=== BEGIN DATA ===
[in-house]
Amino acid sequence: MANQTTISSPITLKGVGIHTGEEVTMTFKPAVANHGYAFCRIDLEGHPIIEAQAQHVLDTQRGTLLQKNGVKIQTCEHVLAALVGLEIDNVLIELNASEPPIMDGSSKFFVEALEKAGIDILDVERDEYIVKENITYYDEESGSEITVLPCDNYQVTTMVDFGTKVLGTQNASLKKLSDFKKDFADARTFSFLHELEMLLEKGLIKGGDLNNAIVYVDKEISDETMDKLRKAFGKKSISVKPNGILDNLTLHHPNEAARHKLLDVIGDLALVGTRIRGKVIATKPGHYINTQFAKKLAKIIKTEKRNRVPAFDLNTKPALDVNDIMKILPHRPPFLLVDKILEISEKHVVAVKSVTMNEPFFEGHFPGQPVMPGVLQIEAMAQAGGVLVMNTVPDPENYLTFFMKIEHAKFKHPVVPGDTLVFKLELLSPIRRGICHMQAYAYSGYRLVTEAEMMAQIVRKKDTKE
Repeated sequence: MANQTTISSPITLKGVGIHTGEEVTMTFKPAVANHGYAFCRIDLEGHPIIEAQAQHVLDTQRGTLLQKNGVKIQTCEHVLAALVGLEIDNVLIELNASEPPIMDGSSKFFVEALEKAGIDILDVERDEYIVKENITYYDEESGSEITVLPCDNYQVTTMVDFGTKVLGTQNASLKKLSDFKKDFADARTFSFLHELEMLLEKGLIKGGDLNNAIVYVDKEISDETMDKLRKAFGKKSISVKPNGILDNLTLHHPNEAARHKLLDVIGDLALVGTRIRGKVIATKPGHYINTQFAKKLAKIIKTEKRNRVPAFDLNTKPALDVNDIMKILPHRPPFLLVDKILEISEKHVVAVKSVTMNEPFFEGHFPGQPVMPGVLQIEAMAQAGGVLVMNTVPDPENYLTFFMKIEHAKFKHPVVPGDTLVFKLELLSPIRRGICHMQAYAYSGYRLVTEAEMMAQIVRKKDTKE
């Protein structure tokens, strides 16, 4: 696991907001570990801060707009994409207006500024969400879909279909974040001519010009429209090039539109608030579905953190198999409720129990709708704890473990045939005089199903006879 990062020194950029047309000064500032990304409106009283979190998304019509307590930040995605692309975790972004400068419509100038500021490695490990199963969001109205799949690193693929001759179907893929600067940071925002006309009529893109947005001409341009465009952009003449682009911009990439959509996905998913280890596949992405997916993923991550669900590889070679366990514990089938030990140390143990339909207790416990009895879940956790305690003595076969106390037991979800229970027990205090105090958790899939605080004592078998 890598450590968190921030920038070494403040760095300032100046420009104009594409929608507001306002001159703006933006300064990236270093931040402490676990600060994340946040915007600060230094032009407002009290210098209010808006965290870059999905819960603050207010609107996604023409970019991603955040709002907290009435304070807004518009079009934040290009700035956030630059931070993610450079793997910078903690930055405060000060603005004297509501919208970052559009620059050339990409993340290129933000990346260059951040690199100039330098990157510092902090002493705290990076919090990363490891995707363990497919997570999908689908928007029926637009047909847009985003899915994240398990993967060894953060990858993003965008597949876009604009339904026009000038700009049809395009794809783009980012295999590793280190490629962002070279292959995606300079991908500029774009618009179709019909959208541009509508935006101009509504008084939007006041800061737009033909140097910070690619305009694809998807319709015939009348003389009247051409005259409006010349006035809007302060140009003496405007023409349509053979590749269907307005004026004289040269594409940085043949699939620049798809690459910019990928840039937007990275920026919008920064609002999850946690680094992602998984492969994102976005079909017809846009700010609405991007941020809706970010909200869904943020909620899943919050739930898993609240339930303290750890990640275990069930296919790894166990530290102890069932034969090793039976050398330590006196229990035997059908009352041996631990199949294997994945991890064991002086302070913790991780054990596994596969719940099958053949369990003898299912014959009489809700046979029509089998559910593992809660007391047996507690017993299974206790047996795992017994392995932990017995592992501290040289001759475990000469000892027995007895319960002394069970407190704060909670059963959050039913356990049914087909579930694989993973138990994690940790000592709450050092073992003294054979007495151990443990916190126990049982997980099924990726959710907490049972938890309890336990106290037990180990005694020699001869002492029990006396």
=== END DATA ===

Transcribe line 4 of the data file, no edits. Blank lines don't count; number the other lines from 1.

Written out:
């Protein structure tokens, strides 16, 4: 696991907001570990801060707009994409207006500024969400879909279909974040001519010009429209090039539109608030579905953190198999409720129990709708704890473990045939005089199903006879 990062020194950029047309000064500032990304409106009283979190998304019509307590930040995605692309975790972004400068419509100038500021490695490990199963969001109205799949690193693929001759179907893929600067940071925002006309009529893109947005001409341009465009952009003449682009911009990439959509996905998913280890596949992405997916993923991550669900590889070679366990514990089938030990140390143990339909207790416990009895879940956790305690003595076969106390037991979800229970027990205090105090958790899939605080004592078998 890598450590968190921030920038070494403040760095300032100046420009104009594409929608507001306002001159703006933006300064990236270093931040402490676990600060994340946040915007600060230094032009407002009290210098209010808006965290870059999905819960603050207010609107996604023409970019991603955040709002907290009435304070807004518009079009934040290009700035956030630059931070993610450079793997910078903690930055405060000060603005004297509501919208970052559009620059050339990409993340290129933000990346260059951040690199100039330098990157510092902090002493705290990076919090990363490891995707363990497919997570999908689908928007029926637009047909847009985003899915994240398990993967060894953060990858993003965008597949876009604009339904026009000038700009049809395009794809783009980012295999590793280190490629962002070279292959995606300079991908500029774009618009179709019909959208541009509508935006101009509504008084939007006041800061737009033909140097910070690619305009694809998807319709015939009348003389009247051409005259409006010349006035809007302060140009003496405007023409349509053979590749269907307005004026004289040269594409940085043949699939620049798809690459910019990928840039937007990275920026919008920064609002999850946690680094992602998984492969994102976005079909017809846009700010609405991007941020809706970010909200869904943020909620899943919050739930898993609240339930303290750890990640275990069930296919790894166990530290102890069932034969090793039976050398330590006196229990035997059908009352041996631990199949294997994945991890064991002086302070913790991780054990596994596969719940099958053949369990003898299912014959009489809700046979029509089998559910593992809660007391047996507690017993299974206790047996795992017994392995932990017995592992501290040289001759475990000469000892027995007895319960002394069970407190704060909670059963959050039913356990049914087909579930694989993973138990994690940790000592709450050092073992003294054979007495151990443990916190126990049982997980099924990726959710907490049972938890309890336990106290037990180990005694020699001869002492029990006396």